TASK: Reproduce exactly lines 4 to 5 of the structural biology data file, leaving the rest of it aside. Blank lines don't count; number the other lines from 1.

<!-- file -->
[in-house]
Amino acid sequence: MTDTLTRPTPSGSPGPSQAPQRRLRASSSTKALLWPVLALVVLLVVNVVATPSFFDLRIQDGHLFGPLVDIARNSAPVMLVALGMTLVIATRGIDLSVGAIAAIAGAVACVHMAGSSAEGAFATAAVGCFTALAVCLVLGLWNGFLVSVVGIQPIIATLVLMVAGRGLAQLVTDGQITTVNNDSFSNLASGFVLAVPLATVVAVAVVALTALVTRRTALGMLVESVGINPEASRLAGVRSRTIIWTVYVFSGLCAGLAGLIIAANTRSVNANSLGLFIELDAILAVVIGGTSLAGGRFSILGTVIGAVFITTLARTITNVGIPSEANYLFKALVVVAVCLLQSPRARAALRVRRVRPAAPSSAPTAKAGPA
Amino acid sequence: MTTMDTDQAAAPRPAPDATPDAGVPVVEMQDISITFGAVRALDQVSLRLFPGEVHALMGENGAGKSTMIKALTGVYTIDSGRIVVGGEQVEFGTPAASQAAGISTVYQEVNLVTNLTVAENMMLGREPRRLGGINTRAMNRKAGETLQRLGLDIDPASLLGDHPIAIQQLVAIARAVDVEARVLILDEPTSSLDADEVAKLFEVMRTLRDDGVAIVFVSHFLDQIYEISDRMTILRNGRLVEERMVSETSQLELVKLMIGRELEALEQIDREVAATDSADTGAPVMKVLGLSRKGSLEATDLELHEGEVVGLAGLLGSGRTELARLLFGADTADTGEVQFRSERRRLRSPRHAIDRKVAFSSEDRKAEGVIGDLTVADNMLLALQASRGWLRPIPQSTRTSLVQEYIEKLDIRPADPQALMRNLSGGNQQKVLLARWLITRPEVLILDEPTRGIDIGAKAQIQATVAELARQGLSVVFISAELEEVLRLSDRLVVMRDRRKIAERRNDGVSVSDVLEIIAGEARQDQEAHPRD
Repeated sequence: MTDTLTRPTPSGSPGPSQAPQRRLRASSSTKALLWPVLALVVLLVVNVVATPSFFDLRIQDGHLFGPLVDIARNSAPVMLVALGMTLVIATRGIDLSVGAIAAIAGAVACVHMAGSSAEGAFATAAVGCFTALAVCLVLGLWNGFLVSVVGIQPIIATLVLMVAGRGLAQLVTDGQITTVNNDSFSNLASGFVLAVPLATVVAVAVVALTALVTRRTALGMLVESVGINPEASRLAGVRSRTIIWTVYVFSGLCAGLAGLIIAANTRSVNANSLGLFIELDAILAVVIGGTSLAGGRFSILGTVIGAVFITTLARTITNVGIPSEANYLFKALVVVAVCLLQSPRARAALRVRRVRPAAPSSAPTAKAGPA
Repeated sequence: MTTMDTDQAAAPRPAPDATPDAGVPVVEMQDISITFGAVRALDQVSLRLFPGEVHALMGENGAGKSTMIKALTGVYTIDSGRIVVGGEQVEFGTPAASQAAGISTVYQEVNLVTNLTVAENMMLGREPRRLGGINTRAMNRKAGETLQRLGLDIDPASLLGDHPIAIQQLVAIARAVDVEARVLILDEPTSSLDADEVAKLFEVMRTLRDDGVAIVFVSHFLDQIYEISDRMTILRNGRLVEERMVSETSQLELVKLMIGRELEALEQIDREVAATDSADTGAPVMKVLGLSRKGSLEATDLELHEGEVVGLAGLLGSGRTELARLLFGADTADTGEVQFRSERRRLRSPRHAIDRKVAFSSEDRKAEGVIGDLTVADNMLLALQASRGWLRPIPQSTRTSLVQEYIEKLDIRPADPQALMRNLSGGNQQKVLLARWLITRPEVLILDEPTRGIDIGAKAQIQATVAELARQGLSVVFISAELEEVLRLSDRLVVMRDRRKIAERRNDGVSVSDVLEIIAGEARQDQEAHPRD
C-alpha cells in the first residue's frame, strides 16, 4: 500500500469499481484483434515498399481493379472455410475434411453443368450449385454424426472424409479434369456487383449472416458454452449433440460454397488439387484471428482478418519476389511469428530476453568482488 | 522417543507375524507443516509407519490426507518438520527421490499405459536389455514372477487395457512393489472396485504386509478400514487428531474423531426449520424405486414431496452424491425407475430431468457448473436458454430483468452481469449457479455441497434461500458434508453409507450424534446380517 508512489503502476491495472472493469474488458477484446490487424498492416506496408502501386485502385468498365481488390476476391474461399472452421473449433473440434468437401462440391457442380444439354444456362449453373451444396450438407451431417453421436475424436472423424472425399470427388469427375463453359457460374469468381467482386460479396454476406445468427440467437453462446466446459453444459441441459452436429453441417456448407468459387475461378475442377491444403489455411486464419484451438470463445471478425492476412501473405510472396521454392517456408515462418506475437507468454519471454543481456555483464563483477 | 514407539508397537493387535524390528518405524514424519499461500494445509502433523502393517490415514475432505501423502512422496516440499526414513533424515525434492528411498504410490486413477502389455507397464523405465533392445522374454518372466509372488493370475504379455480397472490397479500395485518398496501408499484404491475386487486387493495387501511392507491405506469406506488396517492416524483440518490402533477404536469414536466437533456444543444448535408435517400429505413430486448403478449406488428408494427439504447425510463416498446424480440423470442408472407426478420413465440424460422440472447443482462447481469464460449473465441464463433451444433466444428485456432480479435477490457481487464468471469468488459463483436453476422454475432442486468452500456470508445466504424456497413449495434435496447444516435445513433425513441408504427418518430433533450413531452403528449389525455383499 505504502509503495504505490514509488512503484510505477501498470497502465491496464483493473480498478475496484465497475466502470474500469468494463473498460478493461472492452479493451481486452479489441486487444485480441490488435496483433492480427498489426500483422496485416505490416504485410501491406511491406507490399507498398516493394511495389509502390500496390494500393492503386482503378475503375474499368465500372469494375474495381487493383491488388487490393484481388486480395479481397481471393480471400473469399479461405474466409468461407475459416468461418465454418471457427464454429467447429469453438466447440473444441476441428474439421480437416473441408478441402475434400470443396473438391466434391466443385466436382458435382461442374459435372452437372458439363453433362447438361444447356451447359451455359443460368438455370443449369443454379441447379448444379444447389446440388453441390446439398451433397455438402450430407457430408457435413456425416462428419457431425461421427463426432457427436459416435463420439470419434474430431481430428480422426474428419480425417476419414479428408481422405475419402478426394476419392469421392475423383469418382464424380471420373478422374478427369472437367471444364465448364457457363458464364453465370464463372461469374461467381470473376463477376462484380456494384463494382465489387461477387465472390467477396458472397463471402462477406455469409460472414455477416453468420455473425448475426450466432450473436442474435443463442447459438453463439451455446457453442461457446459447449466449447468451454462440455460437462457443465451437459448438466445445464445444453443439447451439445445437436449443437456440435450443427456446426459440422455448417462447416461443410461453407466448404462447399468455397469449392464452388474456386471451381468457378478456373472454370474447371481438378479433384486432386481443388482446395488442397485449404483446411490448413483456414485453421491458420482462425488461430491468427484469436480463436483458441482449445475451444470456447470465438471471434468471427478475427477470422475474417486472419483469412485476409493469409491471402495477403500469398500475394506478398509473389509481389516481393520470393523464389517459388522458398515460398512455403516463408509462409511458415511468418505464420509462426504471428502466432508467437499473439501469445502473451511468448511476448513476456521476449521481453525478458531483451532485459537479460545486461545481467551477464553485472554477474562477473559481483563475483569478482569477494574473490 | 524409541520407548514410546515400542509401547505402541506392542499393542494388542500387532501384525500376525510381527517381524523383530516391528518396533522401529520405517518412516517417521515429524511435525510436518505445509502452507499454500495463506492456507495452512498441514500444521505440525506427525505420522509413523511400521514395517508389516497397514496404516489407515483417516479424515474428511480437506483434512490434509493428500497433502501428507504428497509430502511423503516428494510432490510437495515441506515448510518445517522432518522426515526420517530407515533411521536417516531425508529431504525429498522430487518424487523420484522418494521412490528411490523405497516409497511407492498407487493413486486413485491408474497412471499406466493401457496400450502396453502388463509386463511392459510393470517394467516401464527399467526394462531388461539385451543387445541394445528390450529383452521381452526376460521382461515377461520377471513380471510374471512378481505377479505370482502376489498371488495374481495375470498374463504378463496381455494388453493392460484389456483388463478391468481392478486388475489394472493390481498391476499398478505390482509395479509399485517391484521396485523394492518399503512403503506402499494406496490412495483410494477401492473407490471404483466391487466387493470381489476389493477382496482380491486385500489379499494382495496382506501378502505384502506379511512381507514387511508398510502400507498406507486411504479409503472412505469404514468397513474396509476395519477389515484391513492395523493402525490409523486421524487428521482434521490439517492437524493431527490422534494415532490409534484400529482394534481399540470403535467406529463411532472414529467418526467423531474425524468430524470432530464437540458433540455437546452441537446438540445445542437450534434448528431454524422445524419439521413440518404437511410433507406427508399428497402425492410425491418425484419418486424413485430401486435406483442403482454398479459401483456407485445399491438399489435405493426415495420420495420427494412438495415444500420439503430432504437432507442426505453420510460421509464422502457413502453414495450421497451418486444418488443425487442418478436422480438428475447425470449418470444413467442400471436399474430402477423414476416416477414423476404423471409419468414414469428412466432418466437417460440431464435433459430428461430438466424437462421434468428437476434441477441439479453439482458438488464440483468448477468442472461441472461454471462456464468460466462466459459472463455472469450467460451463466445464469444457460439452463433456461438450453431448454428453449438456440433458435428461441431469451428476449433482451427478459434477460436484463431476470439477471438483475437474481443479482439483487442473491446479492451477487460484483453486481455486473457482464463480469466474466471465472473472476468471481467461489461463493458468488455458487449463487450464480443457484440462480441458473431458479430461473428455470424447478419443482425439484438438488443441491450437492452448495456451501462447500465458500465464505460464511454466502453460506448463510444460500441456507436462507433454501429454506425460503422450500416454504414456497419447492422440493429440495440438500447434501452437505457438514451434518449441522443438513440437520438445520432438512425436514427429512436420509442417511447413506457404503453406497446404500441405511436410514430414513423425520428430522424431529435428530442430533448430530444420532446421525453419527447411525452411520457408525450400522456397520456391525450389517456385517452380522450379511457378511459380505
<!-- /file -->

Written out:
Repeated sequence: MTDTLTRPTPSGSPGPSQAPQRRLRASSSTKALLWPVLALVVLLVVNVVATPSFFDLRIQDGHLFGPLVDIARNSAPVMLVALGMTLVIATRGIDLSVGAIAAIAGAVACVHMAGSSAEGAFATAAVGCFTALAVCLVLGLWNGFLVSVVGIQPIIATLVLMVAGRGLAQLVTDGQITTVNNDSFSNLASGFVLAVPLATVVAVAVVALTALVTRRTALGMLVESVGINPEASRLAGVRSRTIIWTVYVFSGLCAGLAGLIIAANTRSVNANSLGLFIELDAILAVVIGGTSLAGGRFSILGTVIGAVFITTLARTITNVGIPSEANYLFKALVVVAVCLLQSPRARAALRVRRVRPAAPSSAPTAKAGPA
Repeated sequence: MTTMDTDQAAAPRPAPDATPDAGVPVVEMQDISITFGAVRALDQVSLRLFPGEVHALMGENGAGKSTMIKALTGVYTIDSGRIVVGGEQVEFGTPAASQAAGISTVYQEVNLVTNLTVAENMMLGREPRRLGGINTRAMNRKAGETLQRLGLDIDPASLLGDHPIAIQQLVAIARAVDVEARVLILDEPTSSLDADEVAKLFEVMRTLRDDGVAIVFVSHFLDQIYEISDRMTILRNGRLVEERMVSETSQLELVKLMIGRELEALEQIDREVAATDSADTGAPVMKVLGLSRKGSLEATDLELHEGEVVGLAGLLGSGRTELARLLFGADTADTGEVQFRSERRRLRSPRHAIDRKVAFSSEDRKAEGVIGDLTVADNMLLALQASRGWLRPIPQSTRTSLVQEYIEKLDIRPADPQALMRNLSGGNQQKVLLARWLITRPEVLILDEPTRGIDIGAKAQIQATVAELARQGLSVVFISAELEEVLRLSDRLVVMRDRRKIAERRNDGVSVSDVLEIIAGEARQDQEAHPRD